The Starry Night, 26

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10/1/2010: I tried to get the Orion Solitaire back up to speed. It worked great for M13, which was a target of opportunity rather than my choice for the night. After I got the guider working, I wanted to take some relatively deep data of the Veil. I'd set the telescope up a little too far south and had to wait a couple of hours for the field to clear overhead tree canopies. I spent that time imaging M13, and eventually there'll be a deeper RGB image to show for it. For a guide star, I tried some field stars but settled on the bright keystone star near M13. The guidescope's PSF was dreadful, which likely contributed to difficulty finding a guidestar (I reassembled its lens to make sure spacers were oriented properly and that nothing was canted in the cell; issues may have been related to the focuser, see below).

I slewed to the Veil and starhopped to the larger, fainter arc, but I had absolutely zero luck getting the guider to lock onto any stars. I shifted the guidescope as far as the bright star of Cygnus's wing that marks the beginning of the star hop to the Veil, but even that was not to the Solitaire's liking.

Instead of fighting it out with a recalictrant guider, I ended up taking 120 sec unguided RGB subs. I had intended to make 1800 sec guided Ha frames. The RGB images are actually very promising (and would be better if I had not somehow cut off part of the nebula in the Green data). I wouldn't be surprised to see them here by and by.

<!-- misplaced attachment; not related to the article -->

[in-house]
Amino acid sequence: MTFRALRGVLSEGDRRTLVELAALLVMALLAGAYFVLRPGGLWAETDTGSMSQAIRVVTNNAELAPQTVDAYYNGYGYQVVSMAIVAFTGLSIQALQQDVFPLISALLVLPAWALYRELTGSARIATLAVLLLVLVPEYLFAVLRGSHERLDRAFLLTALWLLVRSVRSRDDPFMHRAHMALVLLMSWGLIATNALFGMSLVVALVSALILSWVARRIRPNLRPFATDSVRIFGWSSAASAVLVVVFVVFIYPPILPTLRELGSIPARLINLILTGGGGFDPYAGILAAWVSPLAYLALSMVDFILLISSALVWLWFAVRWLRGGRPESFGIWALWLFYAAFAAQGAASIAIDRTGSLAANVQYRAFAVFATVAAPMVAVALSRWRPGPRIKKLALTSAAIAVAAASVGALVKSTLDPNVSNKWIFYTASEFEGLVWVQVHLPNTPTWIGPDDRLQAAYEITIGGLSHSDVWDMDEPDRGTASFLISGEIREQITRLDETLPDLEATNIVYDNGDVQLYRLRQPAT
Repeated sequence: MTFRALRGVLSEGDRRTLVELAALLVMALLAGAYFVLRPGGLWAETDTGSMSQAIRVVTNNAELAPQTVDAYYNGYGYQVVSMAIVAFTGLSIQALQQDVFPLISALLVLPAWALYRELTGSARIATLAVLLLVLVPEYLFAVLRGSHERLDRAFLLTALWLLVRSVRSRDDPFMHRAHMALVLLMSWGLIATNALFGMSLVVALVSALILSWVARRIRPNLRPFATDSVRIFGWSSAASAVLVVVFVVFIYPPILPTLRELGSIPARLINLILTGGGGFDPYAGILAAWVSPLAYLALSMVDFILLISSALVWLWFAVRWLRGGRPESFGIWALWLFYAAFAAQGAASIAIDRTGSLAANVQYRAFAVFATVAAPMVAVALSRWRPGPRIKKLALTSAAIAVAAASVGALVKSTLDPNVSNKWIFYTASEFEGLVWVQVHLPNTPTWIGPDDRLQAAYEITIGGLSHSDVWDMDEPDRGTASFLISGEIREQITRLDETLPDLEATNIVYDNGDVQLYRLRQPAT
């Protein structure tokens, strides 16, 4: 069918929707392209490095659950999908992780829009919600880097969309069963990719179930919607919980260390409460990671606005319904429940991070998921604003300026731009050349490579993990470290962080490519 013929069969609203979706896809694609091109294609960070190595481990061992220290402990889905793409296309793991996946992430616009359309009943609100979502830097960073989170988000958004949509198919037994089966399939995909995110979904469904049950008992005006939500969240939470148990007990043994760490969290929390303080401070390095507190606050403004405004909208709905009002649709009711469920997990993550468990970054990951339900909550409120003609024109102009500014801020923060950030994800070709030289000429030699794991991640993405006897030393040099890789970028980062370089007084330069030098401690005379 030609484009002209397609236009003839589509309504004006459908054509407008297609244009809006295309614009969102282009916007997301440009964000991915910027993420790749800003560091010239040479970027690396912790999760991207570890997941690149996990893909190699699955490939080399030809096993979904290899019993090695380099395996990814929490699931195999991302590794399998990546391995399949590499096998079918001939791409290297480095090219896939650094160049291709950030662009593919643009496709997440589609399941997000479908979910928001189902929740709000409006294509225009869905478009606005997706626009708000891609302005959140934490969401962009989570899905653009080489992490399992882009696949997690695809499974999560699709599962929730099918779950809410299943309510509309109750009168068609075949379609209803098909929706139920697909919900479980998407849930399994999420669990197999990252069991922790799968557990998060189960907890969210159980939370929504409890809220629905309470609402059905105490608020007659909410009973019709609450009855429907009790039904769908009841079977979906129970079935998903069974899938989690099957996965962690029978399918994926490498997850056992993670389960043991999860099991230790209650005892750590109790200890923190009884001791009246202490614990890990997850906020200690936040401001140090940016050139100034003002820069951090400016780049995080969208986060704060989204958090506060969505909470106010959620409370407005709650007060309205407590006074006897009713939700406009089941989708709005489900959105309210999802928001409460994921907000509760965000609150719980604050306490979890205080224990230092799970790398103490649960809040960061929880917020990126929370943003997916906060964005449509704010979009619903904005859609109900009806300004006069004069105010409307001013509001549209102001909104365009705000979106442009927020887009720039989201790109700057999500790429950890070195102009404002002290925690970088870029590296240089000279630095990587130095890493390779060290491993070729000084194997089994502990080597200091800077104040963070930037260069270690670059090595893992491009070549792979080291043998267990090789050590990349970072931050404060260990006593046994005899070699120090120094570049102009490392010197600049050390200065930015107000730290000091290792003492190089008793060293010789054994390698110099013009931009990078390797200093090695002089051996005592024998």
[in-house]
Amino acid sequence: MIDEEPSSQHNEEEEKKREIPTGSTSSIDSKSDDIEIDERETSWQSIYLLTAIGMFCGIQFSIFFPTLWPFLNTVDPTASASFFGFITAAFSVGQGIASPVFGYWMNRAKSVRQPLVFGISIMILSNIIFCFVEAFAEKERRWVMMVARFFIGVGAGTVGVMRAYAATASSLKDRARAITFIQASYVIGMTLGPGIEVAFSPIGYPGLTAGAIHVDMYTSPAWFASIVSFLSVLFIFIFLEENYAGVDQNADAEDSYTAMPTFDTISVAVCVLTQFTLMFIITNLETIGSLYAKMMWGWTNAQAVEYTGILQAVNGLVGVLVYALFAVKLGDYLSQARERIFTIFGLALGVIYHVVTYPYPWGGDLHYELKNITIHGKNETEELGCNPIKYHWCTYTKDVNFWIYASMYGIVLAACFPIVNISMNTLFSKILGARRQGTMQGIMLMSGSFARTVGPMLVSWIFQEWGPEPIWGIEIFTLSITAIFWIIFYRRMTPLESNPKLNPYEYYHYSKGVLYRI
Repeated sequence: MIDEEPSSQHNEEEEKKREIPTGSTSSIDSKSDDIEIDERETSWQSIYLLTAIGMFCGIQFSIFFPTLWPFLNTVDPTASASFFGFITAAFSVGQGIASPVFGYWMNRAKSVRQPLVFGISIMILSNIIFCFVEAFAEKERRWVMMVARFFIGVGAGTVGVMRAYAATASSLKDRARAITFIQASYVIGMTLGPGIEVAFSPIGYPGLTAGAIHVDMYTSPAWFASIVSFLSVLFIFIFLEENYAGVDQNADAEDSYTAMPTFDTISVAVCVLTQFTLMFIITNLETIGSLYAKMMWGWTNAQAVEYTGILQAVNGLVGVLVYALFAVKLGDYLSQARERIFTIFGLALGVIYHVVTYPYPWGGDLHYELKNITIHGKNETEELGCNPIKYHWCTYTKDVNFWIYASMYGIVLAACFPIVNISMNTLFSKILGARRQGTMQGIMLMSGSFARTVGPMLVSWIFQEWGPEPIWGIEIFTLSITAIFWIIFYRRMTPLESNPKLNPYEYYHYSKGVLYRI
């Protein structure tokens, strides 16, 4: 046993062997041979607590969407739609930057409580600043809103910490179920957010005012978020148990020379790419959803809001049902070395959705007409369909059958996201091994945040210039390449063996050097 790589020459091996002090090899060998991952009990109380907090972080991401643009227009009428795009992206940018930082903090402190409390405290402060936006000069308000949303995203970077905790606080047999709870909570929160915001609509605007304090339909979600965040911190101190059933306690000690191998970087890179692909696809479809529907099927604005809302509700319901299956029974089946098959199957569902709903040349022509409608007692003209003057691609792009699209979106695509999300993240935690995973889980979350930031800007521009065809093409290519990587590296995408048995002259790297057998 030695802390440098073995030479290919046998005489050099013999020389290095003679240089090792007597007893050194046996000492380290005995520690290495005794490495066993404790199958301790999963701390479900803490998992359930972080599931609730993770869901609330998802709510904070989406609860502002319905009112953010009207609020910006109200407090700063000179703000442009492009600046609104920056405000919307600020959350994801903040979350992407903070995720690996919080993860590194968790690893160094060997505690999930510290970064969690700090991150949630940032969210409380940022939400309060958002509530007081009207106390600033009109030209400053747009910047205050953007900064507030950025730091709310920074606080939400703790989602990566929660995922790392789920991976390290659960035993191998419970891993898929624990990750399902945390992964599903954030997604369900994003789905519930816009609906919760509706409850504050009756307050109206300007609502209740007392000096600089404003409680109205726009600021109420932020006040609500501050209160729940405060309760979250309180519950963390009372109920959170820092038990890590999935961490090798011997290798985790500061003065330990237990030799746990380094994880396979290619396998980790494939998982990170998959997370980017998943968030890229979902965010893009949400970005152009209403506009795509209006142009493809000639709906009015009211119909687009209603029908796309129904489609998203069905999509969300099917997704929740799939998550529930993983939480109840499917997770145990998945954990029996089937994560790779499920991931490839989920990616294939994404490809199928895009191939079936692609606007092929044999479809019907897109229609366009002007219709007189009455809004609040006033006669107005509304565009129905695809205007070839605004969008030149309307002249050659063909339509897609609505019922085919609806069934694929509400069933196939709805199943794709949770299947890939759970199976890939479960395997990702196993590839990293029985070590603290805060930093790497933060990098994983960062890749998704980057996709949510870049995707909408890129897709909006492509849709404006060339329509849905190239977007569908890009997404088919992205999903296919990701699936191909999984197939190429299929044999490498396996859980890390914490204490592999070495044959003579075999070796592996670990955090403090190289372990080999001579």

10/2/2010: What I really took away from last evening was a detemination to solve the guiding problem once and for all. I dislike not being able to see what I'm guiding on and what the guider is doing.

A few years back I enjoyed great success using a Meade DSI as a guide camera, but the cabling to a tiny Sony Vaio with only two USB 1.1 ports was extraordinarily cumbersome. I dug the DSI out along with the USB hub, relay box, GPUSB adapter, and a handful of cables. After breakfast, I sat at the table on the porch contemplating the bird's nest of cords. Came the dawn: with the A-P mount, I can do without the relay box, and with the Aspire One rather than the tiny Vaio, I have enough USB 2.0 ports to control the guider, the mount, and a camera without a hub; and without the hub I didn't need the extra power cord. So I was left thinking that this simple arrangement should suffice:


(1) The Meade DSI sends guide images in via the leftside USB slot (my numbering is arbitrary, but the same equipment should be consistently plugged into the same slots to avoid the need to reinstall drivers). (2) A Shoestring Astronomy GPUSB adapter sends guide commands to the mount via a phone cord. (3) The SBIG ST2000XM (or a tethered Canon or the Chameleon, whatever sensor you want to use) is connected via the third port.

Does it really work as easily as that?

You bet it does! I used Nebulosity for camera control and imaging and PHD for guiding. Both packages are from Stark Labs and play well together.

NOW, I see why some people were mystified that others found the Solitaire an attractive concept: with the right mount and enough USB ports, computer-based guiding can seem really simple.